The presence of allodynia in adult individuals with migraine may be associated with symptom severity, intensity and frequency of headache, depression and/or anxiety, and overuse of medications, according to a study published in Cephalalgia.

The phenomenon of cutaneous allodynia is commonly observed in people with migraine and is thought to be associated with greater chance for disease progression and lower efficacy of acute therapies. Investigators sought to identify and characterize potential predictors of allodynia in a large sample of adult patients with migraine.

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A secondary analysis of data from the Migraine in America Symptoms and Treatment (MAST) study collected between October 2016 and January 2017 was conducted. A total of 15,133 individuals with migraine (73.0% women; mean age, 43.1 years; 81.0% white; mean monthly headache days [MHD], 5.56) identified using an online patient survey who had ≥1 headache day per month over a 3-month period were enrolled in this study. The Allodynia Symptom Checklist was used to collect data on the nature and prevalence of allodynia, and the Migraine Symptom Severity Scale, the Patient Health Questionnaire, and the Migraine Disability Assessment Scale were used to catalogue relevant clinical characteristics.

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A total of 39.9% of patients were found to experience allodynia, with a greater percentage of women reporting having vs not having allodynia (80% vs 68.3%, respectively; P <.001). Individuals with vs without allodynia were also younger (41.4 vs 44.2 years, respectively; P <.001). Smokers were more prevalent in those with vs without allodynia (14.4% vs 9.4%, respectively; P <.001), and headache frequency was greater in individuals with vs without allodynia (mean MHD, 6.56 vs 4.90, respectively; P<.001). Oral prophylactic medications were taken more often by those with vs without allodynia (15.7% vs 8.7%, respectively; P <.001). Individuals with vs without allodynia had a higher rate of medication overuse (20.7% vs 11.9%, respectively), probable anxiety and/or depression (33.3% vs 17.1%), mean Migraine Symptom Severity Scale score (17.64 vs 15.93, respectively), and mean pain intensity (7.07 vs 6.41, respectively) (P <.001 for all).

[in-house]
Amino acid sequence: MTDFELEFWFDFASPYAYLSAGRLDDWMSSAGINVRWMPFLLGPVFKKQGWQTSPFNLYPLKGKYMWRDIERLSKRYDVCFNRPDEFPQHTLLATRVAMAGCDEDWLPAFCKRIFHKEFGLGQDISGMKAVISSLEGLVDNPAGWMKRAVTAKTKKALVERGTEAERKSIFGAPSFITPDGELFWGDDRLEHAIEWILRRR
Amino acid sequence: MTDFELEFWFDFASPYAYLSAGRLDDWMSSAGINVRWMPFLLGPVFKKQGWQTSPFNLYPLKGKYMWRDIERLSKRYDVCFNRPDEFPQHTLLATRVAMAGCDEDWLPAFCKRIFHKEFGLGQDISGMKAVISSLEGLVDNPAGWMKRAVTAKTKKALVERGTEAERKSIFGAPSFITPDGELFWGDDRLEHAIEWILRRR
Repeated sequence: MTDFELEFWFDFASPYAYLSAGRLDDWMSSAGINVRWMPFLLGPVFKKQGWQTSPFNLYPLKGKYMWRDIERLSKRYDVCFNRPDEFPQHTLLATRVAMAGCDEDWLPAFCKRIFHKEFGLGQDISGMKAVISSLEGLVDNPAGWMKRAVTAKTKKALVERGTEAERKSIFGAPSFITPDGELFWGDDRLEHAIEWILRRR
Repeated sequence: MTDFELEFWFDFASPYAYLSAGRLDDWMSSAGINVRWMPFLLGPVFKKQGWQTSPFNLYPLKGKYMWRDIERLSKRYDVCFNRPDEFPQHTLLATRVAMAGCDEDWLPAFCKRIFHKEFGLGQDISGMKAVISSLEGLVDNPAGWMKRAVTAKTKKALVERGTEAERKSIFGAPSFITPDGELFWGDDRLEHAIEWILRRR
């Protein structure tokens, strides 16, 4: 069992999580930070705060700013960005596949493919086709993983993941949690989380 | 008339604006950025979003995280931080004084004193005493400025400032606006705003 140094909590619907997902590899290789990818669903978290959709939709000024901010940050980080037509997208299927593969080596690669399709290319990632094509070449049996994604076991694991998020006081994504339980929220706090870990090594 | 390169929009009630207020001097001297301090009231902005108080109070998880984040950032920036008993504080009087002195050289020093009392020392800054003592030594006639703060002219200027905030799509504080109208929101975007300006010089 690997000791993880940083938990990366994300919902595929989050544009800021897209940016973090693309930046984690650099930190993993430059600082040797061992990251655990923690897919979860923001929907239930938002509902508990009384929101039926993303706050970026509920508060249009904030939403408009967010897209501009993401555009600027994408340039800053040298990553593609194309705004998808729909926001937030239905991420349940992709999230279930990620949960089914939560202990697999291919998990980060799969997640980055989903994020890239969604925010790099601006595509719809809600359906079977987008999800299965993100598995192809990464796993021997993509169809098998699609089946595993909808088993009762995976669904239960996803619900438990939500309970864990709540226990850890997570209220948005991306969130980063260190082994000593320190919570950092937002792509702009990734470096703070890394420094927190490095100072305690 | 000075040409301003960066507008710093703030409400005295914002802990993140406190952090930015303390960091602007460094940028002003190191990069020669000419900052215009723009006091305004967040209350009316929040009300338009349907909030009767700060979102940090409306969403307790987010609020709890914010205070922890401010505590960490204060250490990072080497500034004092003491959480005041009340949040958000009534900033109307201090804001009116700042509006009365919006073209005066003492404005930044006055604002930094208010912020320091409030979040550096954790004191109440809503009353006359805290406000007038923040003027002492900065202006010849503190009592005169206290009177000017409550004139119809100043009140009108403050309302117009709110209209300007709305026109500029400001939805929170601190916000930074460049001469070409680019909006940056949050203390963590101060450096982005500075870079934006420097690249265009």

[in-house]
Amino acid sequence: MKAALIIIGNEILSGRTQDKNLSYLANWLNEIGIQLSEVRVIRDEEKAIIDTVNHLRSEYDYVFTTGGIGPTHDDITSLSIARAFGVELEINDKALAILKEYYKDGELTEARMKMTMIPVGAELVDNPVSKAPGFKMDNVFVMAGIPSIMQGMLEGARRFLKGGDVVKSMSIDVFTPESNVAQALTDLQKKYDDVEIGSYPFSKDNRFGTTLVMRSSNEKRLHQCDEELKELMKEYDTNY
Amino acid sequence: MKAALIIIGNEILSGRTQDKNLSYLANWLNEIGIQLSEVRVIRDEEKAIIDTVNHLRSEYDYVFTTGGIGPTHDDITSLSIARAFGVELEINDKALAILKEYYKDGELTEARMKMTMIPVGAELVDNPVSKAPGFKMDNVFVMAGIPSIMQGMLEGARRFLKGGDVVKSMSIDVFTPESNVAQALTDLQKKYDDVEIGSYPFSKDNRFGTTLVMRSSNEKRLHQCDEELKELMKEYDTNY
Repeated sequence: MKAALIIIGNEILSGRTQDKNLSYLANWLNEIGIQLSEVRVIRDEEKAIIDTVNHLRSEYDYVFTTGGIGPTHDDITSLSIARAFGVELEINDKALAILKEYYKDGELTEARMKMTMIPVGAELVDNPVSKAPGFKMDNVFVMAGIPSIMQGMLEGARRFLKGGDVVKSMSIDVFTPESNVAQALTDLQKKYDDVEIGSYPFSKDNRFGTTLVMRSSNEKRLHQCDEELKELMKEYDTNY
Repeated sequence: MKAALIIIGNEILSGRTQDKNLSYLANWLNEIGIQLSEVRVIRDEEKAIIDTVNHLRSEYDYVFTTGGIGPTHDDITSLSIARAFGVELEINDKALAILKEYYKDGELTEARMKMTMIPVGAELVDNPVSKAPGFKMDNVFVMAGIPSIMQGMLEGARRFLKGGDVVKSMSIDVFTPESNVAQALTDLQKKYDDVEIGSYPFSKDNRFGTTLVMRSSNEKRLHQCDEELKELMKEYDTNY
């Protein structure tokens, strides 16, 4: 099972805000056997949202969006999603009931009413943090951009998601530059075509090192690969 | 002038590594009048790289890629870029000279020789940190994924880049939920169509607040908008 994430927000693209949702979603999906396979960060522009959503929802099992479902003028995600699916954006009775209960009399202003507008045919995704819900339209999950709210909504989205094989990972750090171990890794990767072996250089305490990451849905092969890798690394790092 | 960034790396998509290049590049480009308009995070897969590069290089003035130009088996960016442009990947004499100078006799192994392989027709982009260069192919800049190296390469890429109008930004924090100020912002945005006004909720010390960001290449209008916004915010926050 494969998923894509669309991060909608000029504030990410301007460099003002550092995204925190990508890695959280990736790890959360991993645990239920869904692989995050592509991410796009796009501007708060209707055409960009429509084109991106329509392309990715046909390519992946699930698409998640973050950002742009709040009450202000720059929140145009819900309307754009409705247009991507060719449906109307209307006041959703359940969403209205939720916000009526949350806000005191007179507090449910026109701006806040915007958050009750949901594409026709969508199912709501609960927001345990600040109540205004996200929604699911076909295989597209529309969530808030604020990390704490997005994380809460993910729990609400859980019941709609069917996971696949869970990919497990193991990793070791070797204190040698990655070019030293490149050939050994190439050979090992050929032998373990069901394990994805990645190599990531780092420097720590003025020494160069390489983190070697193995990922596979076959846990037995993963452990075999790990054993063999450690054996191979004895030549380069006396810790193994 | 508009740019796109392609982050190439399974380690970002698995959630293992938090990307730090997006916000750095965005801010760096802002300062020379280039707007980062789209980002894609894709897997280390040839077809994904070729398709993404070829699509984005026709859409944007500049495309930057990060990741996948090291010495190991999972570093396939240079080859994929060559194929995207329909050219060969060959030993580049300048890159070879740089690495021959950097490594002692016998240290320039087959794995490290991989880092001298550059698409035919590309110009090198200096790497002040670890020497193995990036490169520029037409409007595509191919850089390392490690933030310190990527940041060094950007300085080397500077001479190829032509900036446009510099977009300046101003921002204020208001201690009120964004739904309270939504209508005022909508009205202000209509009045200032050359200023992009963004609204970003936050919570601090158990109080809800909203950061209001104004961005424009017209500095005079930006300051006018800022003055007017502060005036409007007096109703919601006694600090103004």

After adjusting for headache features and sociodemographic variables, associations between allodynia and a higher Migraine Symptom Severity Scale score (odds ratio [OR], 1.17; 95% CI, 1.15-1.19), greater pain intensity (OR, 1.11; 95% CI, 1.08-1.14), acute medication overuse (OR, 1.23; 95% CI, 1.09-1.38), and likely anxiety and/or depression (OR, 1.83; 95% CI, 1.67-2.00) were established. Women (OR, 1.70; 95% CI, 1.56-1.86) and smokers (OR, 1.37; 95% CI, 1.22-1.55) were also found to be more likely to experience allodynia.

Study strengths include a large representative sample and validated screening tools and assessments. Study limitations include the use of a retrospective self-report, lack of corroborating data, and a cross-sectional design that precludes causal inferences.

“The results from the MAST Study further highlight the need to query [patients with] migraine about symptoms of allodynia,” noted the study authors.


Dodick DW, Reed ML, Fanning KM, et al. Predictors of allodynia in persons with migraine: results from the Migraine in America Symptoms and Treatment (MAST) study [published online February 7, 2019]. Cephalalgia. doi:10.1177/0333102418825346

This article originally appeared here.